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I will try to create more happiness and less unhappiness in the world around me


Action 12

Volunteer your time, energy and skills

Volunteer 600 X 300

Whether it's a one-off or something you do on a regular basis, volunteering is good all round. As well as making a positive contribution to the happiness of others, it's a great way to meet people, get the most out of your local area and to increase your own happiness and wellbeing.

Why do it?

Science shows that we can get as much out of volunteering as the people we are giving our time for or to.

Giving to others through volunteering and in other ways has been associated with reduced depression and anxiety and increased personal wellbeing and happiness. Indeed one researcher described the 'helpers high'. [1]

What's more, volunteering is one way to actively participate in social and community life, which is also strongly associated with happiness and life satisfaction. [2]

Where to start

Step 1: Think

What sort of volunteering would work best for you practically? Although it's definitely good to push our boundaries (see Keep learning new things) we're likely to make the biggest impact if it fits with our situation, likes and skills. [3]

A good place to get started is to think about:

  • How much time am I able and willing to give?
  • How regularly? E.g. once per week, per month, every other weekend etc?
  • What skills am I willing to offer? (Often just a spare pair of hands or a friendly voice is enough).
  • What skills might I like to learn?
  • What would I enjoy doing? E.g. Something physical like gardening or sports coaching; something office based or something out and about like taking older or physically impaired people shopping.

Step 2. Find an opportunity that fits

There are lots of ways to find volunteering opportunities that are a good fit for you. Here are some ideas

  • Look for chances to help out locally. For example you could help a neighbour, read at a local school, work in a community garden or local park, or help out at a local community centre. Local opportunities should be advertised in your local library, local papers, community notice boards or on your council's website. Or why not ask people you know in your area?
  • Browse through volunteering websites. There are many volunteering websites that are very easy to use (see Resources below). Simply put in your postcode, the times you might be available and any specific ideas about the kinds of volunteering you would like to do. If you're not sure what you'd be most interested in doing then you can browse through all of the local opportunities and see what inspires you!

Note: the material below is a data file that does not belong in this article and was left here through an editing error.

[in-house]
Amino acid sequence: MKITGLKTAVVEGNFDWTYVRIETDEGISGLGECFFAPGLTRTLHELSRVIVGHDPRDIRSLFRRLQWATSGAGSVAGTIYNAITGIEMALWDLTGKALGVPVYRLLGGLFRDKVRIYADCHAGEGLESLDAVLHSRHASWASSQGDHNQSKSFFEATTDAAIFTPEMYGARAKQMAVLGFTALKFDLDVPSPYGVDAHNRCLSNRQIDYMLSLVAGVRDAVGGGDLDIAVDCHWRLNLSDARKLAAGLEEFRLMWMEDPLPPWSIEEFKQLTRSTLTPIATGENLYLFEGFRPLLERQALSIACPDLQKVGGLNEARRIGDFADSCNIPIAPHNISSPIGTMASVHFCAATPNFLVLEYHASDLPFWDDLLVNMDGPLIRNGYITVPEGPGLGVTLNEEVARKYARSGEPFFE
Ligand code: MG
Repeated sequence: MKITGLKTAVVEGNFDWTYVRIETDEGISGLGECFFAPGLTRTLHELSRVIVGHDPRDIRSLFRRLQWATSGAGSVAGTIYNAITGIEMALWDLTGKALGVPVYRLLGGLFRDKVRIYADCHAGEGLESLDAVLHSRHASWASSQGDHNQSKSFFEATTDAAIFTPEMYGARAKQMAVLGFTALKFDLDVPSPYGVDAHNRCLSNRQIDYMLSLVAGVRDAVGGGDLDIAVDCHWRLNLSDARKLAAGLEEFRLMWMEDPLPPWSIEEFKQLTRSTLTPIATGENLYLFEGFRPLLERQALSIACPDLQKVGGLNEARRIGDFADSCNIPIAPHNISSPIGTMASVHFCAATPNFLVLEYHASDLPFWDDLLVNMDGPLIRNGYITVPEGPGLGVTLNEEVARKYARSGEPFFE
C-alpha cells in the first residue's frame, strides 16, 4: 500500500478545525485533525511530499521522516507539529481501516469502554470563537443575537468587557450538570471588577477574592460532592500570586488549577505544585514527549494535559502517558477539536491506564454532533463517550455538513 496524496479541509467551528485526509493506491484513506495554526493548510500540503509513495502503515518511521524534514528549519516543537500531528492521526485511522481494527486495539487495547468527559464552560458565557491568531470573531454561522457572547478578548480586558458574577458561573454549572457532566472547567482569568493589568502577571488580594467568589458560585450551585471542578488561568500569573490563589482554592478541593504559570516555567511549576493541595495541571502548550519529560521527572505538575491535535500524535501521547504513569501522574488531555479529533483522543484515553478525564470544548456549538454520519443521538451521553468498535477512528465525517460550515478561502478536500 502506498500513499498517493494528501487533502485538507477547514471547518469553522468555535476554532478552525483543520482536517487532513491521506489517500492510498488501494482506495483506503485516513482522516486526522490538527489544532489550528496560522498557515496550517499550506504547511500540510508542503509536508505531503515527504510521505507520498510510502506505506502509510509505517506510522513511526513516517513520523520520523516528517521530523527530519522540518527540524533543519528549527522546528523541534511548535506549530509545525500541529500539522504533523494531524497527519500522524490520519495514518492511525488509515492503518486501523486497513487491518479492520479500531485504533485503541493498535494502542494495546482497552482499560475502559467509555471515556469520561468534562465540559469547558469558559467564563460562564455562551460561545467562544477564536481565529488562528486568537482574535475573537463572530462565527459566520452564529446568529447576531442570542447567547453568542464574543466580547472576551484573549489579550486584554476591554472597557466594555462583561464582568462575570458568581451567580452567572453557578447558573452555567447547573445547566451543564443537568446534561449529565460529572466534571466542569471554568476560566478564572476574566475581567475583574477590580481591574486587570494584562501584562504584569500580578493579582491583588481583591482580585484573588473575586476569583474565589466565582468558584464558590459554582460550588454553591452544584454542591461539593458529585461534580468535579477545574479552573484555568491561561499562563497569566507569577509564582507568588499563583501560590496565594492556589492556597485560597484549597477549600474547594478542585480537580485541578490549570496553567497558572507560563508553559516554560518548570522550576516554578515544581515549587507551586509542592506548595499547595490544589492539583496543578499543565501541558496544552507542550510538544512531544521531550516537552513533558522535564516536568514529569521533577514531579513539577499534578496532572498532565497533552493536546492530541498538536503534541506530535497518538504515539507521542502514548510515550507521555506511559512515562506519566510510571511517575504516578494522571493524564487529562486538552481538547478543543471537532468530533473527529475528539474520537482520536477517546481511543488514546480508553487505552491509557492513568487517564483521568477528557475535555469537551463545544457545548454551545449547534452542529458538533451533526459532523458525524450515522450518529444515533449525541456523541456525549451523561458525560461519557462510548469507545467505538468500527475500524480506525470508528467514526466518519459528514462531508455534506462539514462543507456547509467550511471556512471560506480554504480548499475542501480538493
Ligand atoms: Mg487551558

• Do two things at once. Innovative projects like the Good Gym allow you to integrate volunteering into your usual exercise routines - you can keep fit and do good at the same time.
  • Short of time? If you're worried that you don't have time to commit to a regular volunteering role, check out Spots of Time to learn about small and creative ways you can make a big difference to people in your local area.
  • Join a local time bank. Time banks provide an innovative way for people to help others and help themselves at the same time. Participants 'deposit' their time in the bank by giving practical support to others and are able to 'withdraw' their time when they need something done themselves. If there isn't one in your local area why not set one up? Be a pioneer for a new community currency that places value on time, care and neighbourliness.

[1] Post, S. G., & Niemark, J. (2007). Why good things happen to good people: How to live a longer, healthier, happier life by the simple act of giving.New York: Broadway Books.

[2] Luks, A. (1988, October). Helper's high: Volunteering makes people feel good, physically and emotionally. And like "runner's calm," it's probably good for your health. Psychology Today, 22(10), 34-42.

[3] Nef(2008) Five Waysto Wellbeing: the Evidence. Prepared for theUKGovernment's Foresight Project


  • FoodCycle: where communities unite to make sure no good food is wasted

  • Reach links up skilled volunteers with voluntary organisations

  • The UK’s leading volunteering and training charity (formerly CSV)

  • Evidence that kindness can improve our lives

  • Community project to bring neighbourhoods closer together

  • Volunteering Made Easy

  • Develops knowledge and understanding of volunteering to support practitioners

  • Inspiring and connecting 16-24 year olds with volunteering opportunities

  • Mentoring programmes for children aged 5-11 years with behavioural difficulties

  • Pairs runners with isolated less-mobile people in their area

  • Credit systems to increase participation of community members in public services

  • Brings in skills & expertise to help small charities and social enterprises grow

  • Miniature volunteering activities - changing the world starts small

  • Supports individuals and businesses to find rewarding volunteering opportunities

  • Supporting, enabling and celebrating volunteering in all its diversity

  • Exploring how the arts can inspire kindness, community and social change

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Giving is good for you

When we give to others it activates the areas of the brain associated with pleasure, social connection and trust.

Altruistic behaviour releases endorphins in the brain and boosts happiness for us as well as the people we help. Studies have shown that giving money away tends to make people happier than spending it on themselves.


Do things for others

Giving 200

Mother Theresa

"We cannot do great things on this Earth, only small things with great love"

- Mother Theresa